Bank of Scotland

House prices hold up in areas with the brightest employment prospects

28 April 2014

The Shetland Islands and the Western Isles are two of the UK’s top performing local areas in terms of falling unemployment and rising house price rises, according to new research from Bank of Scotland.

Homeowners in local authorities with the largest falls in the unemployment rate have seen the value of their property rise by almost £136,000 over a decade.The average house price in the ten local areas across the UK that recorded the largest falls in the unemployment rate in the decade to March 2014 rose by 68%, or £198,709, to £334,404. The unemployment rate in these areas fell by 1.3% during the period.

The rise in house prices in the ten top performing employment locations over the past decade is split between areas of northern Scotland and inner London. In the Shetland Islands the average house price has more than doubled (104%) in the past decade to £153,782. The Shetlands is followed by Hackney (84%), Southwark, Western Isles (both 78%), Lambeth (76%) and Tower Hamlets (72%). All of these areas have seen their unemployment rate fall by between 1.1% and 1.8% since 2004. (See Table 1)

These areas have outperformed the rest of the country as a whole, with UK average property prices growing by 22% (£36,482) to £199,039 over the same period, whilst the national unemployment rate is 0.5% higher.

At the other end of the spectrum the ten areas with the lowest house price performance and a higher unemployment rate are generally concentrated in Northern Ireland and outside southern England. (See Table 2)

Nitesh Patel, housing economist at Bank of Scotland, said: "In general, house price growth over the past decade has been stronger in the areas that have seen the biggest falls in the unemployment rate as measured by the claimant count. Areas in northern Scotland and inner London have generally outperformed other areas on both house price performance and a lower unemployment rate.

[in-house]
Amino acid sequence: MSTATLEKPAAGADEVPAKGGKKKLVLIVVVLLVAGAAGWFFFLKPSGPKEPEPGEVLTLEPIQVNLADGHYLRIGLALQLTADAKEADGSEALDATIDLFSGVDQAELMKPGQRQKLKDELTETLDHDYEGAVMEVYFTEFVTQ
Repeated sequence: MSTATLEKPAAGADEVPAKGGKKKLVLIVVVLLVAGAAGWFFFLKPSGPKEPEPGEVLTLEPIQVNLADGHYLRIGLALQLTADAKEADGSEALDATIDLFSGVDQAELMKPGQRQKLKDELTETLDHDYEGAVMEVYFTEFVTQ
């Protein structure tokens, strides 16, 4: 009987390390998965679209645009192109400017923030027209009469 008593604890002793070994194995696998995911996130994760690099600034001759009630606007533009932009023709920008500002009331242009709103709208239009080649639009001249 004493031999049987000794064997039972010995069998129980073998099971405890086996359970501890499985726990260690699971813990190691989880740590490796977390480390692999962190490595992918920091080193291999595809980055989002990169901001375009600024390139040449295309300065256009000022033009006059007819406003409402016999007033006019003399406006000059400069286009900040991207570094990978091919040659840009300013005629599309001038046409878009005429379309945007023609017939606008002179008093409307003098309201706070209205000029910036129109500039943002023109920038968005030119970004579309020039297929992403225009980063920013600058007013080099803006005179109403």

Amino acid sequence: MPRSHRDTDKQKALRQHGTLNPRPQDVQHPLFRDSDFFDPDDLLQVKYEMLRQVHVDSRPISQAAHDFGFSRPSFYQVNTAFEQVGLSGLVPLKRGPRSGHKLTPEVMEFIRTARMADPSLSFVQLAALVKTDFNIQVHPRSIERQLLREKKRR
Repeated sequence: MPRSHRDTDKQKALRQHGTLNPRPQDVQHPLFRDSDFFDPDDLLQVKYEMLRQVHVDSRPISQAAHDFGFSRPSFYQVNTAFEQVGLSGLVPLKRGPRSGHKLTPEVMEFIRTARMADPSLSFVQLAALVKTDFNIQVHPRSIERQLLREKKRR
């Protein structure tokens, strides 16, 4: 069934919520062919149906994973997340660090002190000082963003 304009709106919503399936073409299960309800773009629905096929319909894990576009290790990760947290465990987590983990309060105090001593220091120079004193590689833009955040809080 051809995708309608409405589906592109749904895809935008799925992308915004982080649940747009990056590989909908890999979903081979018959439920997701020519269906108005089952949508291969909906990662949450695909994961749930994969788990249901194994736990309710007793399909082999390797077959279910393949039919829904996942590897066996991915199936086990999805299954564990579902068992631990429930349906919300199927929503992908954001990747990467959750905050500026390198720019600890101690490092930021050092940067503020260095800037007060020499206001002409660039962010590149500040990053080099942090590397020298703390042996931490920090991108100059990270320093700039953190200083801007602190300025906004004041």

"During the recession of 2008-09 property values fell across most areas, even where the unemployment rate rose only marginally. This does highlight that while unemployment is important there are also other factors that drive house prices, such as affordability, earnings growth and low housing supply which will have contributed to rising prices in the earlier year."

Lower house prices in most local areas during the 2008/09 recession

During the recent recession (Q2 2008 to Q3 2009) most areas in this survey recorded a contraction in average house prices, even in areas where the unemployment rate only rose marginally. In the top ten areas where the unemployment rate showed the smallest increase during the recession, house prices contracted by an average of 10%.  (See Table 3)

In contrast, local authorities with the largest rise in the unemployment rate during the recession also recorded some of the sharpest falls in average property values. In Craigavon prices fell on average by 27%, followed by Blaenau Gwent (23%), Rotherham and Hull (both 21%) and Walsall (20%). (See Table 4)

Improving economic conditions and lower unemployment in the past year provides a boost for house prices

Falling unemployment in the past year has been one of the factors helping the outlook for house prices. In the ten areas with the largest fall in the unemployment rate since March 2013 the average house price has grown by 8%. Areas with the largest increases include Middlesbrough (12%), Hull (11%), Barking and Dagenham, Peterborough and Oldham (all 10%). In these areas the claimant count unemployment rate has fallen on average by 2% during the year.

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